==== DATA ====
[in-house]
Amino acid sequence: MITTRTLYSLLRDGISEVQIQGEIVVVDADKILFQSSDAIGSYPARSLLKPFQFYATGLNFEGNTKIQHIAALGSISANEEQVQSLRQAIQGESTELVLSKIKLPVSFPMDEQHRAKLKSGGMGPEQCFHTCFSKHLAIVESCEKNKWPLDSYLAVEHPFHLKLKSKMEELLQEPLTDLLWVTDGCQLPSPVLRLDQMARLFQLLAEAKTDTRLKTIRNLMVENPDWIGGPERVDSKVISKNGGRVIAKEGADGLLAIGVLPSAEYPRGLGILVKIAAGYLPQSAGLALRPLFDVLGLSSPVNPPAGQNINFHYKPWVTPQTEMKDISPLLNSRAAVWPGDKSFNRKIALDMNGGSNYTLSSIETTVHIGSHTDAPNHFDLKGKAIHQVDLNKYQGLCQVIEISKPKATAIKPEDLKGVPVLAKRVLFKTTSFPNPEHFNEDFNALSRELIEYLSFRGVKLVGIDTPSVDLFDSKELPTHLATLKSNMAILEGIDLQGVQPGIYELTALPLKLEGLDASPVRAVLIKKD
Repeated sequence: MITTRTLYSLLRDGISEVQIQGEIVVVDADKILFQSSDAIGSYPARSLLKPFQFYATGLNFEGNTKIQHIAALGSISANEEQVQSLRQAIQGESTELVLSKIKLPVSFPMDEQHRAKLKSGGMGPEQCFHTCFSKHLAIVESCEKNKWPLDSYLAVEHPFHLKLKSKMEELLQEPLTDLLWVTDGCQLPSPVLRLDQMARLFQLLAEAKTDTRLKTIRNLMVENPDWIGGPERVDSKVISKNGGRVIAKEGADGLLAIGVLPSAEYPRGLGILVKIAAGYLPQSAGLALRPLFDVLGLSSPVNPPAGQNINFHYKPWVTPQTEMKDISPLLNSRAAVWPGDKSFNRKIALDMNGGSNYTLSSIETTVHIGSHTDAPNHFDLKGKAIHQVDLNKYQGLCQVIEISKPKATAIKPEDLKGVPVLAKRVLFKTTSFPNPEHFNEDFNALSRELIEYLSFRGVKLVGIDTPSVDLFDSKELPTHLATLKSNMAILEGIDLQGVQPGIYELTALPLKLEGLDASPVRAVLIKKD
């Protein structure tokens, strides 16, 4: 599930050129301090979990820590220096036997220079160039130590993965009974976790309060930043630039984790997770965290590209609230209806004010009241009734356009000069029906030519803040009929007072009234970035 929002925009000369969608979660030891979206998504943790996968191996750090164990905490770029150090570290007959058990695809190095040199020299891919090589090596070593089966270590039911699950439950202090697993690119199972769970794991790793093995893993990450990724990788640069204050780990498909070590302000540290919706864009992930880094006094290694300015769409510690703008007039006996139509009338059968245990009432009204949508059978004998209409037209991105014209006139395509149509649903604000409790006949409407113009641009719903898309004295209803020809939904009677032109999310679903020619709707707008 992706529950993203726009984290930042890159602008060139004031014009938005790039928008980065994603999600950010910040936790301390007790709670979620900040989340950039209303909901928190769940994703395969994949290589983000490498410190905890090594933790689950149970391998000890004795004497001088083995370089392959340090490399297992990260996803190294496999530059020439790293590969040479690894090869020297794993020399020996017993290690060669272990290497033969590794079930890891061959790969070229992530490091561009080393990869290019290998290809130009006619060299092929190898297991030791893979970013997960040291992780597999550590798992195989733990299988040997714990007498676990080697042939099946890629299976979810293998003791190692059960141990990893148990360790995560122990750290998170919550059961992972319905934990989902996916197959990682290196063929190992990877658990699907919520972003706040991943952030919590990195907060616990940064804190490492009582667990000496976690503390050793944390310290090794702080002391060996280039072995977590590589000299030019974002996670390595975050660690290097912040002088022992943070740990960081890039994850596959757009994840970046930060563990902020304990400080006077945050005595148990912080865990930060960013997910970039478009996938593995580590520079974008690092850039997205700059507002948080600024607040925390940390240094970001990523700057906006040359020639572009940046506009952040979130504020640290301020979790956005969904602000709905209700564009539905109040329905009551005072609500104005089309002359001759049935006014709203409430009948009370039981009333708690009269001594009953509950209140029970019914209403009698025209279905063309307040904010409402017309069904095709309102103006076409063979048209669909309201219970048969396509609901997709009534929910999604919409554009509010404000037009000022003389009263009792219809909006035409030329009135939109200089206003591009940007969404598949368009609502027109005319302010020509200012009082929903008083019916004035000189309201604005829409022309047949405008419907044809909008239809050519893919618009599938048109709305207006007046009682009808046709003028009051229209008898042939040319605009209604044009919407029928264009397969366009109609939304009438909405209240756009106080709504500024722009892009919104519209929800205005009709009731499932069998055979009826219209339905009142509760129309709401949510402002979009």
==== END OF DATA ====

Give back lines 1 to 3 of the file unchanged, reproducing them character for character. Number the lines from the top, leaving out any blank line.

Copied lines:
[in-house]
Amino acid sequence: MITTRTLYSLLRDGISEVQIQGEIVVVDADKILFQSSDAIGSYPARSLLKPFQFYATGLNFEGNTKIQHIAALGSISANEEQVQSLRQAIQGESTELVLSKIKLPVSFPMDEQHRAKLKSGGMGPEQCFHTCFSKHLAIVESCEKNKWPLDSYLAVEHPFHLKLKSKMEELLQEPLTDLLWVTDGCQLPSPVLRLDQMARLFQLLAEAKTDTRLKTIRNLMVENPDWIGGPERVDSKVISKNGGRVIAKEGADGLLAIGVLPSAEYPRGLGILVKIAAGYLPQSAGLALRPLFDVLGLSSPVNPPAGQNINFHYKPWVTPQTEMKDISPLLNSRAAVWPGDKSFNRKIALDMNGGSNYTLSSIETTVHIGSHTDAPNHFDLKGKAIHQVDLNKYQGLCQVIEISKPKATAIKPEDLKGVPVLAKRVLFKTTSFPNPEHFNEDFNALSRELIEYLSFRGVKLVGIDTPSVDLFDSKELPTHLATLKSNMAILEGIDLQGVQPGIYELTALPLKLEGLDASPVRAVLIKKD
Repeated sequence: MITTRTLYSLLRDGISEVQIQGEIVVVDADKILFQSSDAIGSYPARSLLKPFQFYATGLNFEGNTKIQHIAALGSISANEEQVQSLRQAIQGESTELVLSKIKLPVSFPMDEQHRAKLKSGGMGPEQCFHTCFSKHLAIVESCEKNKWPLDSYLAVEHPFHLKLKSKMEELLQEPLTDLLWVTDGCQLPSPVLRLDQMARLFQLLAEAKTDTRLKTIRNLMVENPDWIGGPERVDSKVISKNGGRVIAKEGADGLLAIGVLPSAEYPRGLGILVKIAAGYLPQSAGLALRPLFDVLGLSSPVNPPAGQNINFHYKPWVTPQTEMKDISPLLNSRAAVWPGDKSFNRKIALDMNGGSNYTLSSIETTVHIGSHTDAPNHFDLKGKAIHQVDLNKYQGLCQVIEISKPKATAIKPEDLKGVPVLAKRVLFKTTSFPNPEHFNEDFNALSRELIEYLSFRGVKLVGIDTPSVDLFDSKELPTHLATLKSNMAILEGIDLQGVQPGIYELTALPLKLEGLDASPVRAVLIKKD